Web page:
Merkel's former Head of the Chancellery Ronald Pofalla and current Chancellery intelligence chief Gunter Heib are due to appear before Bundestag parliamentary panel looking into data allegedly shared between the German intelligence agency BND and the US' NSA.
#BREAKING Merkel office summons US envoy over spy reports: govt source— Agence France-Presse (@AFP) July 2, 2015
The German leader is hoping to distance herself from the spying scandal after it was alleged she knew about her own government's co-operation with the NSA, despite publicly criticizing it.
She has already started an independent inquiry under leading judge Kurt Graulich, who will scrutinize a list of targets handed to German spies by the US, but the question of how much she personally knew about it still remains unanswered.
Merkel gained popular support for complaining bitterly to US President Obama when it was alleged the NSA had bugged her mobile phone and launched a very public campaign against mass surveillance. However, it has now emerged her government — and, by implication Merkel herself — must have known about the US-German program, despite her government initially denying it.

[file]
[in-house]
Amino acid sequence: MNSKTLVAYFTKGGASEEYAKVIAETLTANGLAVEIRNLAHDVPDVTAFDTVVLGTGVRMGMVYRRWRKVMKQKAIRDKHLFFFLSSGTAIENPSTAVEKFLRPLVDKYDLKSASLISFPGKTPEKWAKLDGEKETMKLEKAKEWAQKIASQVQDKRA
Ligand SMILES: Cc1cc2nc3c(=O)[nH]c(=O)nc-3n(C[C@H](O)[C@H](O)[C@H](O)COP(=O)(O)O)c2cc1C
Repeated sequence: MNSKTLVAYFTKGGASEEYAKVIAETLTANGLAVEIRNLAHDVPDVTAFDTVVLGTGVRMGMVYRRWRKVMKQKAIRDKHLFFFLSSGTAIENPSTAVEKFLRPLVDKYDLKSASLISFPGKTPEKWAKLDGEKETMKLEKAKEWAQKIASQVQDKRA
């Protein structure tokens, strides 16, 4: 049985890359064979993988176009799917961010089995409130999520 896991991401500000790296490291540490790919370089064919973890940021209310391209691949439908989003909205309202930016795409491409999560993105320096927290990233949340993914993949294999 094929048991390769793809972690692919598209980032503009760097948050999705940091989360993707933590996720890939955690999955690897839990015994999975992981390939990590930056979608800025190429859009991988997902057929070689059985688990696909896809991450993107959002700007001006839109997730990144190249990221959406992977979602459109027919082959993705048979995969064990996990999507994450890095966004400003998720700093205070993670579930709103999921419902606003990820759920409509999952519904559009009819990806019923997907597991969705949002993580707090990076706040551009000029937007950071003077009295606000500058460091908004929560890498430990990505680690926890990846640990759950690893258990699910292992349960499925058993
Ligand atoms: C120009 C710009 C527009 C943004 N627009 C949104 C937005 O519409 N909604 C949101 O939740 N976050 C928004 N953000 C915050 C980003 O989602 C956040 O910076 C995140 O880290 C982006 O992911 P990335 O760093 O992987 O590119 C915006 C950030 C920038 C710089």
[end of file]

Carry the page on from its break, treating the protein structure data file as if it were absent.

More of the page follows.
It was alleged that the BND assisted the NSA to conduct intelligence surveillance on top officials at the French Foreign Ministry, the Elysee Palace and the European Commission. The revelations came on the back of the German Government being accused of lying to its parliament, the Bundestag, when it denied any knowledge of such collusion involving surveillance of European politicians and commercial companies, including Airbus.
Government Denies Collusion
In an official government statement to the Bundestag on April 14, the Interior Ministry said: "We have no knowledge of alleged economic espionage by the NSA or other US agencies in other countries."
Personally I don't mind the NSA bugging Hollande, Merkel etc — that should be their job — I mind them spying on all of *us*.— Paul Bernal (@PaulbernalUK) June 24, 2015
However, WikiLeaks, in May, released papers showing that the Germany Chancellory — Merkel's department — had written a letter directly to Kai-Uwe Ricke, who was the CEO of the German communications company Deutsche Telekom AG from 2002 to 2006.
The letter called on the assistance of Deutsche Telekom to facilitate the continuous mass surveillance of German and international Internet and telecommunications data at Deutsche Telekom's Frankfurt exchange point. This operation, codenamed "Eikonal", saw these intercepts then pass from the BND to the NSA. The letter was addressed to Ricke and marked to be read by him personally. In the inquiry Ricke claimed he had never seen such a letter. After this letter was sent, the request to allow the BND access was granted.
Pressure is growing on Merkel to declare how much she knew about what her own department was up to.